In the wake of yet another senseless slaughter, I’ve seen many of my friends argue that something should be done and they offer up their opinions as to what the solution should be. They argue for more guns or fewer guns. They argue for more god. They argue for more mental health care. They argue against “politicizing” the event by arguing for or against guns, god or mental health care.
What everyone is trying to do is come to grips with something that makes no sense. Who would kill twenty children deliberately? How could anyone do that? We don’t understand and we want to find something that will create a just universe where these things will never happen again.
Do I support reasonable restrictions on gun ownership? Yes I do. I want to be clear that I don’t believe that people should not be permitted to own guns. I do believe that some restrictions on dangerous weapons may help reduce the amount of damage a crazy person with a gun can do.
Do I think that such restrictions would have limited this most recent slaughter? No I don’t. The gunman used guns that belonged to his mother that were legally acquired. The laws that we’d like to see enacted would not have prevented his mother from owning those guns and therefore he would still have had access to them.
Do I think arming teachers is the solution? No. The perpetrator’s mother had a shit ton of guns and she’s just as dead as those children. Adding more guns to the situation does not guarantee a different outcome. The gunman was fast and determined and had the element of surprise. I don’t think any elementary school teacher would carry a gun on their person so unless they could get to it before someone started shooting up their classroom, the body could would not be all that different.
Do I think that it would all have been better if we could pray in schools? No. Because you can pray in schools. You just can’t have school sponsored prayer. God is all over the place in schools and anyone who says differently has a pretty dim view of someone whom they believe to be omnipotent.
Do I think that better mental health care would have made the difference? No. Not in this case. I think that the descriptions I’ve read of the home environment this young man was raised in suggest that he wasn’t going to get the best mental health care and while better mental health care is tremendously important, it is not the one issue that would have resulted in a different outcome. I also think that I, like most of the rest of America, have no idea what was going on in that young man’s head and we never will.
Do I think talking about these things is “politicizing” an event? Only if you don’t like what people are saying. People who are for stronger gun control legislation view this as a perfect example of why they are for that legislation. It makes perfect sense that they would bring it up. They aren’t doing it to be disrespectful to the victims. In fact, they are doing it because they are shocked and appalled and want to figure out something that will create a world where no first grader will ever be shot to death again. We call it “politicizing” when we don’t like the opinion of the person doing the talking.
The people who think we should arm every teacher? They aren’t politicizing it either. They want the same thing the gun control advocates want. They just think their solution is better. I don’t happen to agree with them but I don’t think they are “politicizing” the situation by speaking their mind.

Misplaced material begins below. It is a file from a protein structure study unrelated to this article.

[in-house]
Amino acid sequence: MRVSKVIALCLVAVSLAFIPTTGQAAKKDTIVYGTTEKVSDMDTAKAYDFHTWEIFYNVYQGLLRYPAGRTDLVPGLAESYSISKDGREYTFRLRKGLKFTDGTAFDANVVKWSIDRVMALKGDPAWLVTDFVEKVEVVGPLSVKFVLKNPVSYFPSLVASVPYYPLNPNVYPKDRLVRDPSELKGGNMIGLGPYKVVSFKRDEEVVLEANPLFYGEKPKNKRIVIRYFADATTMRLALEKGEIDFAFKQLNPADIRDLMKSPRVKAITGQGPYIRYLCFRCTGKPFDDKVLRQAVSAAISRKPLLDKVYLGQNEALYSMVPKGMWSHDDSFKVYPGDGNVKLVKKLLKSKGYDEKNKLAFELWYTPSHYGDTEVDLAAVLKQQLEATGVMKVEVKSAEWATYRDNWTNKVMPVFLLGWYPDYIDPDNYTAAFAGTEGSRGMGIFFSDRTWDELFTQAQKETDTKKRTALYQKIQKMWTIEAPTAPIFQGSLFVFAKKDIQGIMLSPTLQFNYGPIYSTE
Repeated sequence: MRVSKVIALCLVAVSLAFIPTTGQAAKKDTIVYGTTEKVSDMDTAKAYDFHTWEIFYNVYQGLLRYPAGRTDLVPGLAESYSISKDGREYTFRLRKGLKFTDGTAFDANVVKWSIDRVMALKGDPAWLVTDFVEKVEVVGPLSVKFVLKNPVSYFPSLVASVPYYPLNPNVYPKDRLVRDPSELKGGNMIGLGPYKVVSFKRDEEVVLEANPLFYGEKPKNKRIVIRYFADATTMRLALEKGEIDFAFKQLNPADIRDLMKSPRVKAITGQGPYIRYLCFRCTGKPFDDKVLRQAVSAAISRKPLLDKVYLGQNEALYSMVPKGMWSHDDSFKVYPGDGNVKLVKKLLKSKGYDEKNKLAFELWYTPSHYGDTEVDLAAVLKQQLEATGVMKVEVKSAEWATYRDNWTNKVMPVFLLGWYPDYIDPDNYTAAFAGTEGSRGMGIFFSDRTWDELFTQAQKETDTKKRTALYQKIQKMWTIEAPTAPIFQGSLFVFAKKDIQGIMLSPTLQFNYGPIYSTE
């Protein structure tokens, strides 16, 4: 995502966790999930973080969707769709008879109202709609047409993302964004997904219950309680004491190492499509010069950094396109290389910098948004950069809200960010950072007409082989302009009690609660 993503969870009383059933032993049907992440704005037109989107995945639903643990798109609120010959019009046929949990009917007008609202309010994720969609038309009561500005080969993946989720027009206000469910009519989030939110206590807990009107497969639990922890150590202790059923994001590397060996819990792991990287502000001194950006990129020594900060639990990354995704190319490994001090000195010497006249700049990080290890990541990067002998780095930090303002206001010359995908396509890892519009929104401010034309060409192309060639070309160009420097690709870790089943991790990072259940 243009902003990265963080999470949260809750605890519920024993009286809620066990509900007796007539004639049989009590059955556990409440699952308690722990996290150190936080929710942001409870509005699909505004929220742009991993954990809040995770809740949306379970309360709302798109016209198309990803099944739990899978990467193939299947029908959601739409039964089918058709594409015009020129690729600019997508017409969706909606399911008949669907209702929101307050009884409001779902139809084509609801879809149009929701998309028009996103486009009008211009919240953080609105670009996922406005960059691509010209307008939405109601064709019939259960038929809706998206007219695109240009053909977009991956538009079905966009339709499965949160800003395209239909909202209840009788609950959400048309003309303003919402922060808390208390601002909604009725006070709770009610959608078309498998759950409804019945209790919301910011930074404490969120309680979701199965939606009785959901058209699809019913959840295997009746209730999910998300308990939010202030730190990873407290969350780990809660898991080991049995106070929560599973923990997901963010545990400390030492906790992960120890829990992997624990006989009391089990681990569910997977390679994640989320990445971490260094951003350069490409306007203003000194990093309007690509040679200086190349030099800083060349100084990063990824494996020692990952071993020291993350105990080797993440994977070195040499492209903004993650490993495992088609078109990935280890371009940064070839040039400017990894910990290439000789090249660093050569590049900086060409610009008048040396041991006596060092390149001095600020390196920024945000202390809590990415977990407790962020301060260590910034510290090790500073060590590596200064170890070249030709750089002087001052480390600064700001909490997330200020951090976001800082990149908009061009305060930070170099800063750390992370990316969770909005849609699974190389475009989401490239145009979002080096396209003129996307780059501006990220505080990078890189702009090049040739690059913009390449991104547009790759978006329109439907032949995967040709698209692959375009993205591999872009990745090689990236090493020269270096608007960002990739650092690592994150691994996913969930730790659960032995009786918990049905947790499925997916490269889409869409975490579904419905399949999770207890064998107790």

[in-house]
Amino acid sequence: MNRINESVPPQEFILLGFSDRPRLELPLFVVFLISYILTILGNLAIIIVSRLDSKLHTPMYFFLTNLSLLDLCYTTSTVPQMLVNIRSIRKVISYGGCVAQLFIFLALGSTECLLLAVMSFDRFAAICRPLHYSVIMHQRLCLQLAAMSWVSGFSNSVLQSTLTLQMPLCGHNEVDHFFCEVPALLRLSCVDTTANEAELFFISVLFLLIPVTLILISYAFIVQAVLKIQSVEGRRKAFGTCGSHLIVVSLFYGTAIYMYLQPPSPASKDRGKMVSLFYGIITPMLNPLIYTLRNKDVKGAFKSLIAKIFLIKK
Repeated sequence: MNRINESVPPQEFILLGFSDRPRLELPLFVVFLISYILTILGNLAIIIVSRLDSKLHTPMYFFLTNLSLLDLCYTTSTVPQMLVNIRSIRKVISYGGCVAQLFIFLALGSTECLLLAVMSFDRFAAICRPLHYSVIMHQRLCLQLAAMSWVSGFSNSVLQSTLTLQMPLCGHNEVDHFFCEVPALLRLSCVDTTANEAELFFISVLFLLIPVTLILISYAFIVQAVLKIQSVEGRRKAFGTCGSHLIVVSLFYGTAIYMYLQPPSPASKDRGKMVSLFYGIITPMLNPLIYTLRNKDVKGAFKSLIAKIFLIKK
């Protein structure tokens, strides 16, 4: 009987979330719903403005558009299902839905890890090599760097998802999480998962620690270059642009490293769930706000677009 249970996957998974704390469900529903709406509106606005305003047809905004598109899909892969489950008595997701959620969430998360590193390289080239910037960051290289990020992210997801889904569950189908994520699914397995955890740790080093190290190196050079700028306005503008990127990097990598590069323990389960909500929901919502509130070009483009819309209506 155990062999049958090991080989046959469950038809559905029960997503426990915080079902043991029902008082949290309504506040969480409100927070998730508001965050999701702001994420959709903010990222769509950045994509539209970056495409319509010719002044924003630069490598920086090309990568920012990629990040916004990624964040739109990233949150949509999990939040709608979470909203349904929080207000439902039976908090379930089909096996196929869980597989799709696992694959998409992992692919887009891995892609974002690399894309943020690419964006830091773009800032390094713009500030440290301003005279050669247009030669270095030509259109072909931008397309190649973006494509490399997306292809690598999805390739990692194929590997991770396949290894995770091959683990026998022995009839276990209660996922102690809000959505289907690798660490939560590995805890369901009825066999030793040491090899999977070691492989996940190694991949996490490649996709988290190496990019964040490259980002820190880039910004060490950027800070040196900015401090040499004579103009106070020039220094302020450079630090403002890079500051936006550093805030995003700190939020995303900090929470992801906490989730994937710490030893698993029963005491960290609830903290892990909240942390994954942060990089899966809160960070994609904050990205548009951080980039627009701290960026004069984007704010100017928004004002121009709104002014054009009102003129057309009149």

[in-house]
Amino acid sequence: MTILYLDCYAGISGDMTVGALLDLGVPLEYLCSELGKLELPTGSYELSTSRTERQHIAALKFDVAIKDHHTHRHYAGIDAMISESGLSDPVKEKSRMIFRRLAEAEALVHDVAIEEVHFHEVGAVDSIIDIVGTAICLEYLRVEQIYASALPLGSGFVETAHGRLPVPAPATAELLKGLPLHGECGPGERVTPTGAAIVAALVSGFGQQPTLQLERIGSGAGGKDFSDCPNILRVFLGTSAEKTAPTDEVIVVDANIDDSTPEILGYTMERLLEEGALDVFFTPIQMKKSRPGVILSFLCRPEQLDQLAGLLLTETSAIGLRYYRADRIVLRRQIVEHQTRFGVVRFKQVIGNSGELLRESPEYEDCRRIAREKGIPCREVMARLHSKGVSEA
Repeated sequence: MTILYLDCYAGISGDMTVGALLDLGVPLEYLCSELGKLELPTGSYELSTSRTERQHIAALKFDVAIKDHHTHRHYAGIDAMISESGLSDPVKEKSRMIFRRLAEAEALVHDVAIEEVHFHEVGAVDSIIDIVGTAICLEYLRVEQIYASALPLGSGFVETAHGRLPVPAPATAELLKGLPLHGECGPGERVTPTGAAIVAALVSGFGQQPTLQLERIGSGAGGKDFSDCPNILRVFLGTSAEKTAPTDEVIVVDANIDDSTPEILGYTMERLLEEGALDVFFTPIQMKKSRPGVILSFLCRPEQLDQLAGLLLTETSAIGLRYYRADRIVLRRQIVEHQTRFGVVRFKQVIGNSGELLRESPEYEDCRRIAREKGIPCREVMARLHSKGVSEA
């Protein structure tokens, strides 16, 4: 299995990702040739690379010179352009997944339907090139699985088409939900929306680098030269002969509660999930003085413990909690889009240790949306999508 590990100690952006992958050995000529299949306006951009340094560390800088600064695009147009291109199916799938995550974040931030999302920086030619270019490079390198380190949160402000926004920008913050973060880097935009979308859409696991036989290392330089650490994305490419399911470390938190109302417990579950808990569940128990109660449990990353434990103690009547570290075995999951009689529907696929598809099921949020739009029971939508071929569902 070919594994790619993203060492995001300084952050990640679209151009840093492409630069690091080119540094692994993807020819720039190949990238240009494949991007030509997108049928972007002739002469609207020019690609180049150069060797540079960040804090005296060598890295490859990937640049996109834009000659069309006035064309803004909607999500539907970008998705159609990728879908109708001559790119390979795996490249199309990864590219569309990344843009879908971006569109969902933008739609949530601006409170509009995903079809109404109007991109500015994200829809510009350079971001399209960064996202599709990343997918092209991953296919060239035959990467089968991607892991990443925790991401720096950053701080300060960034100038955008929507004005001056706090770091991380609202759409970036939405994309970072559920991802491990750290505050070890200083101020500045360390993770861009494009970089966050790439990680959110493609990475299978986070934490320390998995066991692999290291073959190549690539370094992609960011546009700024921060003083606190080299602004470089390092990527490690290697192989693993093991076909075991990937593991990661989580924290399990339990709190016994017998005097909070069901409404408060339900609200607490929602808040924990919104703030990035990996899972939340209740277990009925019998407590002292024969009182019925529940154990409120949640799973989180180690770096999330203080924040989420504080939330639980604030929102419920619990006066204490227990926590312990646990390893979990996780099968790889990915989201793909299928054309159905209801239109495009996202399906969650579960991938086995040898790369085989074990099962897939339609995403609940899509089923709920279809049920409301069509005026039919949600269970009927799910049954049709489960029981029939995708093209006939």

People who are arguing for better mental health care? Their motivations are the same.
Folks who say that god wasn’t in that school because he’s “not allowed?” Well, I admit that I think they are dicks. At my most generous, though, I recognize that they, too, are trying to make sense of something that is senseless. They are simply doing it in a way that is reprehensible and cruel.
We all want to come up with a solution. We all want to live in a world where first graders don’t get shot to death.
Reality hurts. The world is not fair. We don’t like it but here’s the truth – we live in a world where first graders get shot to death. I wish I knew how to change that. I don’t want to live in a world where such horrible things are possible.
But they are. And they will be possible whether we have more gun control or more guns or more mental health care. We can’t create a world where this will never happen again.
But what we are doing in the wake of something so shockingly horrible is trying to figure out a way that it can happen less.
I don’t know about you but I think that is something we should be talking about. We can disagree. Loudly if we want.
But we should be talking about solutions. And we should be listening to the other side. I’m an advocate of reasonable gun control. That doesn’t mean I think my friends who possess guns should be forced to get rid of them. It means I think that it should be more difficult to put a gun into the wrong hands? Do I know how to do that?
No. I wish I did.
But I also wish that gun advocates wouldn’t dismiss my point of view with the flip answer of “guns don’t kill people: people kill people.” Yeah. I get that.
But guns do it better. Faster. Easier.
Can’t we both be a little bit right? Isn’t there a way for all of us to stop being so entrenched in our position that we forget what this conversation is all about?
Because what it is all about is the simple fact that we don’t want to see another first grader get shot to death. I think that is something on which we can all agree. How about we all start with that?
My name is Tim. I don’t want to see another first grader get shot to death.